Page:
Next week, Tuesday, May 14, the Rockefeller Foundation will mark our Centennial. In the lead up to the celebration, I’ve been contributing a series of posts about what we’ve learned about strategic philanthropy over the last 100 years.
Last week, in my third entry, I wrote about philanthropy’s ability to “back brains” and invest in the power of human ingenuity. Amazing things happen when you bet on people -- including entire transformations. And that is, of course, our fourth super power -- the ability to bring about transformations that not only disrupt but at times uproot entire systems and save millions of lives.
The most obvious example from Rockefeller Foundation history is our work in scientific agriculture that started in Mexico, which would develop the seeds that launched the Green Revolution, and feed more than 1 billion people.
But one of our least known accomplishments may well be among our greatest: the complete reform of medical education in the United States. Over 20 years, the Rockefeller Foundation would invest almost $100 million to lay the groundwork for many of the medical advancements that would define the 20th century, from the development of a yellow fever vaccine to the clinical use of penicillin. And we would use these efforts as a model for advancing scientific medical education in other parts of the world, including China.
We see these transformations in modern day philanthropy -- from the Gates Foundation’s work to rid the world of polio, which could save hundreds of millions of lives, to the work of the Omidyar Network, the Rockefeller Foundation and many others involved in impact investing and innovative finance to unlock trillions of dollars in private capital to improve the lives of countless people worldwide.
But with this ability comes great responsibility, in all of our work, to grapple with the big moral questions of our day.
Here’s one example of how we’ve been called upon in the past. By 1933, many scholars and artists, most of them Jewish, were losing their positions in Germany under Hitler.
Through its Special Research Aid Fund for Deposed Scholars, the Rockefeller Foundation placed many of these individuals in universities in the United States, Canada, England, France and the Netherlands.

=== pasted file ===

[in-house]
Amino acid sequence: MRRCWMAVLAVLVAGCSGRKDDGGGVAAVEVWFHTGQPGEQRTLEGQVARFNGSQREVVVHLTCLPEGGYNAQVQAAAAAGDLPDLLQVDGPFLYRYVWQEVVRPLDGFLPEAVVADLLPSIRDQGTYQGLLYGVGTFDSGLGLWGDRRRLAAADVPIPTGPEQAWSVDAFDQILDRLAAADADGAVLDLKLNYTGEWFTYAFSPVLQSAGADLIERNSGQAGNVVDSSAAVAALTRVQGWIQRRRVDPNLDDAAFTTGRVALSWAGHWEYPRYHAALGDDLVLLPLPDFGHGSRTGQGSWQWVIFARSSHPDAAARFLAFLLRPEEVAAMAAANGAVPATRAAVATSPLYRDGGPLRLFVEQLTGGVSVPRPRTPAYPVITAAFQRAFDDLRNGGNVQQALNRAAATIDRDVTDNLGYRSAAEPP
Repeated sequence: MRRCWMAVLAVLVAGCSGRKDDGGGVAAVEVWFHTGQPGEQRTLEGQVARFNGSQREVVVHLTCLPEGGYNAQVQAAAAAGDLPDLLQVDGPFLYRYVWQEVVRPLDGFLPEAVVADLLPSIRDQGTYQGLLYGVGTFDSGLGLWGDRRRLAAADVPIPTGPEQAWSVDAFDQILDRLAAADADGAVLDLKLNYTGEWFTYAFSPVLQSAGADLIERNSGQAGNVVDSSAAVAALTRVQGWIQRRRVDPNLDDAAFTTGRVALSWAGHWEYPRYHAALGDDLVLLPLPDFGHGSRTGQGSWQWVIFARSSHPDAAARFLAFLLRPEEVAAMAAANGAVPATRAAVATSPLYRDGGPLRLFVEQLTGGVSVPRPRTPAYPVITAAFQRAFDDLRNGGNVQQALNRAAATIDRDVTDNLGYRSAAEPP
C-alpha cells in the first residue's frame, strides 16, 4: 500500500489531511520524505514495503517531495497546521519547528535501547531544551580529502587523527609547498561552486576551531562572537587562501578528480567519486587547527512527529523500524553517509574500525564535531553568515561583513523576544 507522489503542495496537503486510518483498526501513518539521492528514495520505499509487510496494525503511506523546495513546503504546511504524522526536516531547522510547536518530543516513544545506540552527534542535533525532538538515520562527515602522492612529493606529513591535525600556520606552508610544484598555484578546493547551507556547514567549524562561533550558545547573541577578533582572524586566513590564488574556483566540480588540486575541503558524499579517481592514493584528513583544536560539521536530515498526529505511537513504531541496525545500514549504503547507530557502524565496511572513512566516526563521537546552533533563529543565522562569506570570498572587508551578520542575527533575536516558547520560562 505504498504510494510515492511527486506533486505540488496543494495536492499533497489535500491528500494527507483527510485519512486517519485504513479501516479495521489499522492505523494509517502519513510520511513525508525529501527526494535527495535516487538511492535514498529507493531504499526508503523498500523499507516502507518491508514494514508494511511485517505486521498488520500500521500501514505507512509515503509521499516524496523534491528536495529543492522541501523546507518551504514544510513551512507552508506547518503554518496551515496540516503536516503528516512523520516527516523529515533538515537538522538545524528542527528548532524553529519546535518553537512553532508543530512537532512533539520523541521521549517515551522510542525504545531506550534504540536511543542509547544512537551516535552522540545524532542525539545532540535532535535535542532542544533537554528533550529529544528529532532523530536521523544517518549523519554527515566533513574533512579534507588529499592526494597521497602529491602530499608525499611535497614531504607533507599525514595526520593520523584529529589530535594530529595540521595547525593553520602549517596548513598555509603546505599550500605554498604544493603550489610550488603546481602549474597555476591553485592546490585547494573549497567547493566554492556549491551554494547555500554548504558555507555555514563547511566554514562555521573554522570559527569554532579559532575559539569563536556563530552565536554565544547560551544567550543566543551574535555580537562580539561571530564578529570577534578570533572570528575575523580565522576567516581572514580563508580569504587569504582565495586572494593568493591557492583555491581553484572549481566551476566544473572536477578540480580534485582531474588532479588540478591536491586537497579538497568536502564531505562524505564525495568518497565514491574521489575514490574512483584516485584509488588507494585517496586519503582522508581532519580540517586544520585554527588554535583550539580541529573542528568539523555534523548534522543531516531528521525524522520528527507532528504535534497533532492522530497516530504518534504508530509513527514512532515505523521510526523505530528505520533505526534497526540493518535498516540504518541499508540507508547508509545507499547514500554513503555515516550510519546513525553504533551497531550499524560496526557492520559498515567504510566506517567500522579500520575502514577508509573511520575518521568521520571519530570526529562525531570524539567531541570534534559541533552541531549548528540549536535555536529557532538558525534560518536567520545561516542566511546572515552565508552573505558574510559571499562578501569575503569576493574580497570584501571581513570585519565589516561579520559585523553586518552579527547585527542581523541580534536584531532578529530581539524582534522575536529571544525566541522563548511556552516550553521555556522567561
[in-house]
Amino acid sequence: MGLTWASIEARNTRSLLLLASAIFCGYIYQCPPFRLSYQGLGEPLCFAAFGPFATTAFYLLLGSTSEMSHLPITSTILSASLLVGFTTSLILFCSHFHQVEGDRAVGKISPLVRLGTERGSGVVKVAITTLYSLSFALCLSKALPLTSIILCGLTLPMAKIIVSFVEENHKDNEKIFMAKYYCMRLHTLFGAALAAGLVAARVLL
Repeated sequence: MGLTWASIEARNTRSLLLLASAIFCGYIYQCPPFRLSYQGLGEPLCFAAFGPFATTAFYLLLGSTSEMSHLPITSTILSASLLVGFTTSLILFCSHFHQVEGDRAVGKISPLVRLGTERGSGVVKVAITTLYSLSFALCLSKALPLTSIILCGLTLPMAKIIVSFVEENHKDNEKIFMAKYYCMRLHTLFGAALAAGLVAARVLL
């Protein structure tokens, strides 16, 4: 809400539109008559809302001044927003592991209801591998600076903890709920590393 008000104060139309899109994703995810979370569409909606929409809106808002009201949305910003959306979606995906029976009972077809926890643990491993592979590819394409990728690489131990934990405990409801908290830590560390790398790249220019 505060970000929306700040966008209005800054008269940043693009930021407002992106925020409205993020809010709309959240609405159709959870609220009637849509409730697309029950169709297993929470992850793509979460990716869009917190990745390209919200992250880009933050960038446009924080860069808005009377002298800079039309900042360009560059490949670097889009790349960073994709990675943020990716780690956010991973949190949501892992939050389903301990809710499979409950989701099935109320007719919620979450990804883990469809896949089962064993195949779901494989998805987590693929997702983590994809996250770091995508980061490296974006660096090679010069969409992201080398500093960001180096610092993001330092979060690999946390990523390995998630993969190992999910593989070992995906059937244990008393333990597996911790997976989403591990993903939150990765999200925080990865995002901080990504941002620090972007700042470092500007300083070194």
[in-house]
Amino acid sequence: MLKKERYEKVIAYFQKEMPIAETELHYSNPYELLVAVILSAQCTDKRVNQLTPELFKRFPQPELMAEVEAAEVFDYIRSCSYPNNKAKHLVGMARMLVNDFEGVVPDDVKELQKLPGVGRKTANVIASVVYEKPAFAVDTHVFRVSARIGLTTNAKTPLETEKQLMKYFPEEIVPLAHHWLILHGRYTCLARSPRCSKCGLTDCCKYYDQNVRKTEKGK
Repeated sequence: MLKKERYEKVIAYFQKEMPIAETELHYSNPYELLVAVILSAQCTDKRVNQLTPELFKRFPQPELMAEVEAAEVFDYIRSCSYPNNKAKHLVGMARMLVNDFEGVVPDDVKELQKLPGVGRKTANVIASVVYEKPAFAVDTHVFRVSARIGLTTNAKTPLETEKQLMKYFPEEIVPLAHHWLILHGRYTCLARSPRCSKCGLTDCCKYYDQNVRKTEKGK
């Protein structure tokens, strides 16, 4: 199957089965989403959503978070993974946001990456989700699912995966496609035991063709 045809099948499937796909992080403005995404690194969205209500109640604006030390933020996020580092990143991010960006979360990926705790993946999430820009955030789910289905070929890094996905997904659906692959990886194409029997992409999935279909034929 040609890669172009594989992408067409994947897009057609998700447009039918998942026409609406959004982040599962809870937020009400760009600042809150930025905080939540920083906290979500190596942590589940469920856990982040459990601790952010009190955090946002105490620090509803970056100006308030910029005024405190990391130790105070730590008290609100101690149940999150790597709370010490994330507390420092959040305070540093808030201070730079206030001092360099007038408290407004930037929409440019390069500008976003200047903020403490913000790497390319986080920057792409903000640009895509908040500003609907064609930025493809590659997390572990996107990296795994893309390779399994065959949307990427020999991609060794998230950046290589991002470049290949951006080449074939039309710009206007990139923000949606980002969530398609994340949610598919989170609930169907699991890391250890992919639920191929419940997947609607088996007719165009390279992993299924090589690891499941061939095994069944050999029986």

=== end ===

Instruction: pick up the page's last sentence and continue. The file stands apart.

By 1940, the program had placed 214 deposed scholars, but the war continued to escalate. A program staff memo dated June 3, 1940, titled “If Hitler Wins” laid plain the implications, and noted that in the case of a Nazi victory, concentration camps and executions may well be the fate of “persons with capacity for independent leadership."
In light of these realities, the program changed course and its name to the Emergency Program for European Scholars. It arranged for nearly 100 additional scholars and their families to come to the United States and take up positions at U.S. institutions.
While the stated mission of the program was to save science and scholarship from fascism, it is clear from their diaries that the program officers understood, and were wrenched by, the life and death implications of the decisions they were making. Many added their own money and diverted foundation funds to do more.
Today, our threats manifest in different ways – but strategic philanthropy must remain acutely aware of their consequences and our potential role in mitigating them, from the death tolls caused by the rapid, global spread of infectious diseases, to the impacts of income inequality on life expectancy, to slavery and human trafficking, to the fierce and deadly storms that hit some of our most populous cities.
Strategic philanthropy can continue to transform by serving as the risk capital that oils the wheels of progress, speaking truth to power, listening and valuing the input and ideas of our grantees and those populations we serve, and by and striving to build their individual capacity to create their own transformation.
With these ideas in mind, the Rockefeller Foundation will be announcing our next big idea for urban transformation next Tuesday to kick off our second century.
But before we look to the future, let us thank those of you who have been such an integral and valued part of our past. It’s been a truly spectacular 100 years… we look forward to the next.
Follow Dr. Judith Rodin on Twitter: www.twitter.com/RockefellerFdn